‘NYC’s worst landlord’ meets with tenants

‘NYC’s worst landlord’ meets with tenants|‘NYC’s worst landlord’ meets with tenants
Tenants from 2454 Tiebout Avenue rallied outside their apartment in response to their landlord Ved Parkash’s alleged negligence.
Photo by Silvio Pacifico

The city’s ‘number one worst landlord’ has finally met with his tenants.

On Tuesday, July 12, the Parkash Tenant Coalition, NYC Public Advocate representatives, Northwest Bronx Community and Clergy Coalition, New Settlement Apartments’ Community Action for Safe Apartments and the Urban Justice Center’s Community Development Project met with Ved Parkash at Concourse House at 2751 Grand Concourse to address their demands and concerns.

According to a NWBCCC tenant organizer, over 120 tenants from 15 different Parkash-owned buildings were in attendance.

Michael Leonard, Urban Justice staff attorney, attended the meeting and drafted a ‘Memorandum of Understanding’ document containing the tenants’ demands which Parkash publicly agreed upon.

These demands include creating a ‘repair request sheet’ in both English and Spanish to be approved by the coalition, to honor all repair requests, to have the super of each building visit each apartment and distribute repair request forms to tenants who have not completed or received one within one month and to install complaint boxes in every buildings’ lobby ensuring tenants can make repair requests directly to the super.

Repairs to the underlying conditions such as leaking pipes or mold sources, to give 72-hour notice to tenants for non-emergency repairs unless a court order requests otherwise, to call Parkash’s cellphone to report conditions in need of repairs, to provide a written notice in English and Spanish to tenants if the super visits the apartment when no one is home, to fix any front entrance doors needing repairs, to install new security cameras and new lighting in all of the buildings within one year were also included in the agreement.

The coalition will provide Parkash with a list of buildings with unkept common areas and will post information about tenants’ rights in every lobby in addition to a notice for the right to call 311.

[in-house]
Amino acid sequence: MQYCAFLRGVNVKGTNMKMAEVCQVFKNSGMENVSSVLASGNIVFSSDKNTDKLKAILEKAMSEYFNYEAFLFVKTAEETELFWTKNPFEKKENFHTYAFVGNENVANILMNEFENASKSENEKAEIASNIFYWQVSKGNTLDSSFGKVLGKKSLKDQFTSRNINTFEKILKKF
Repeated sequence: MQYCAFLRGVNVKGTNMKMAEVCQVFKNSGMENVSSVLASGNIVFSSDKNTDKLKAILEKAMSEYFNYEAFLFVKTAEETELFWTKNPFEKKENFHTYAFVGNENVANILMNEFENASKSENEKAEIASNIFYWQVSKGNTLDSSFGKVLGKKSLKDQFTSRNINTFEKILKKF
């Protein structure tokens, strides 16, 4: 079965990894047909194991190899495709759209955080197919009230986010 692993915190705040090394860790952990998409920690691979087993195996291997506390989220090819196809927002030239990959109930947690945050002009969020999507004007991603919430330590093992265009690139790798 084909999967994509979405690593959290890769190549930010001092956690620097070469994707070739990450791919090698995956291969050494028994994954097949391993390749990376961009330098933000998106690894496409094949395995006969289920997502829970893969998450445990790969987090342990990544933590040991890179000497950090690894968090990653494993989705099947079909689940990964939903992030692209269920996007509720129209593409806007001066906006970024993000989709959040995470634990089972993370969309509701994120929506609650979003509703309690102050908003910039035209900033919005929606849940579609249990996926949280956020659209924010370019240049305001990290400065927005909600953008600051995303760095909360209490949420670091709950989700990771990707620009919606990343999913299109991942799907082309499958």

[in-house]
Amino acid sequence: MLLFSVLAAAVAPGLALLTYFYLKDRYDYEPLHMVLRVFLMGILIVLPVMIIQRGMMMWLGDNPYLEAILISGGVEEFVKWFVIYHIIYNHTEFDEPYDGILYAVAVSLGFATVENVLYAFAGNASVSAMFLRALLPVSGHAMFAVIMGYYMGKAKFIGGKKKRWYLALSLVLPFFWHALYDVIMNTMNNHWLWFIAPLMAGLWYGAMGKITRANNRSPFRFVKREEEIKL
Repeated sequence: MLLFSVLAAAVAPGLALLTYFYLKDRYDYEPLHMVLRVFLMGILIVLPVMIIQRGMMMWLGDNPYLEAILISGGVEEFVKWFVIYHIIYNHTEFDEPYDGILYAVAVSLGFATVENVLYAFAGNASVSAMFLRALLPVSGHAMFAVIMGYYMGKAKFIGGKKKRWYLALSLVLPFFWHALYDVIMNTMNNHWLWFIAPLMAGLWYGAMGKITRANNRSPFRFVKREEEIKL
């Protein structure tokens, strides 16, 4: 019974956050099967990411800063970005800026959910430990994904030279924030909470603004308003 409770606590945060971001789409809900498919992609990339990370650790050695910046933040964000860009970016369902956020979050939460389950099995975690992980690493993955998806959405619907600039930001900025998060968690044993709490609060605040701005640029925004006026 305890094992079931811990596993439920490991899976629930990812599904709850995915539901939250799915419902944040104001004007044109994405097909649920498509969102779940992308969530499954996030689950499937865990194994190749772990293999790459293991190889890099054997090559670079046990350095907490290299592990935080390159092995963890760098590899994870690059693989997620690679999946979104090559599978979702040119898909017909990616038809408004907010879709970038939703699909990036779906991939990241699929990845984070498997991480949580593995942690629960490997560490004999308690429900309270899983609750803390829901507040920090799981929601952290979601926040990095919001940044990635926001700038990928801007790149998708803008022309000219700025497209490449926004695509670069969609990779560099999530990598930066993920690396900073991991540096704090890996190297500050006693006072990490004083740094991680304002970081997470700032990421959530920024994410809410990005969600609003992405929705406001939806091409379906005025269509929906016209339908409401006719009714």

Parkash agreed to immediately respond to elevator complaints and to ensure they function at all times.

The landlord is to direct the porter or super from each building to clean the elevator before 7 a.m. and use the elevator to transport garbage or construction materials only before 7 a.m.

Parkash agreed that holdover evictions cannot be initiated without the tenant being notified by certified mail. He also agreed to waive late fees when the rent is paid anytime within the month it is due, agreed to provide tenants with accurate pass due rent breakdowns and to cease charging fees as rent arrears, agreed to ensure accurate records rather than resort to court over rent when tenants do not owe anything and to have a representative meet with the coalition to ensure tenants’ needs are being properly addressed.

The organizer noted Parkash was ‘very general’ in some of his responses. He said all of his buildings would have security cameras installed, but did not specify as to when or which buildings will receive the improvements.

The NWBCCC tenant organizer said the coalition plans to host follow-up meetings to update progress at Parkash’s properties.

On Friday, July 8, a few days before the meeting with Parkash, Senator Gustavo Rivera and NWBCCC members met tenants outside 2454 Tiebout Avenue to protest the building’s poor living conditions and file a lawsuit against the landlord.

Rajiv Jaswa, Urban Justice Center staff attorney, said as of Monday, July 18, there are 271 open housing code violations at 2454 Tiebout Avenue alone, with 174 Class B hazardous violations and 18 Class C immediately hazardous violations.

They include lack of heat and hot water, a non-working elevator, unkempt building, inadequate lighting, leaks and rodent and cockroach infestations.

Tenants complained about the landlord’s ‘patchwork’ repairs, in which a fresh paint job is used to hide leaks, mold and mildew.

“We struggle to pay our rent to live in a decent and comfortable apartment,” Rafaela Martinez, a 2454 Tiebout Avenue resident. “It makes me depressed to see my building and apartment falling apart.”

Jaswa said NYC Housing Preservation and Development inspectors visited the property to document all violations and the work that has been done at the building since the rally.

He added Judge Laurie Marin will preside over the first court hearing for 2454 Tiebout Avenue on Monday, August 15 at Bronx Housing Court.

As previously reported in the Bronx Times, Parkash was ranked ‘number one’ on NYC Public Advocate Letitia James’ ‘100 Worst Landlords in New York City’ last November for accumulating a staggering 2,369 violations in 11 of his 43 buildings. Parkash owns approximately 40 buildings in the Bronx.

The problematic properties include 2675 Creston Avenue, 2125 Cruger Avenue, 2487 Davidson Avenue, 180 E. 163rd Street, 58 E. 190th Street, 751 Gerard Avenue, 815 Gerard, 750 Grand Concourse, 2820 Sedgwick Avenue, 1530 Sheridan Avenue, 2454 Tiebout Avenue and 835 Walton Avenue.

Tenants from 15 of Parkash’s buildings established the Parkash Tenant Coalition and after a successful protest conducted in front of Bronx Housing Court on Thursday, June 2, Parkash agreed to meet with his tenants.

Jaime Steinberg (c) joined his fellow tenants in demonstrating against the intolerable living conditions at 2454 Tiebout Avenue.
Photo by Silvio Pacifico

More from Around NYC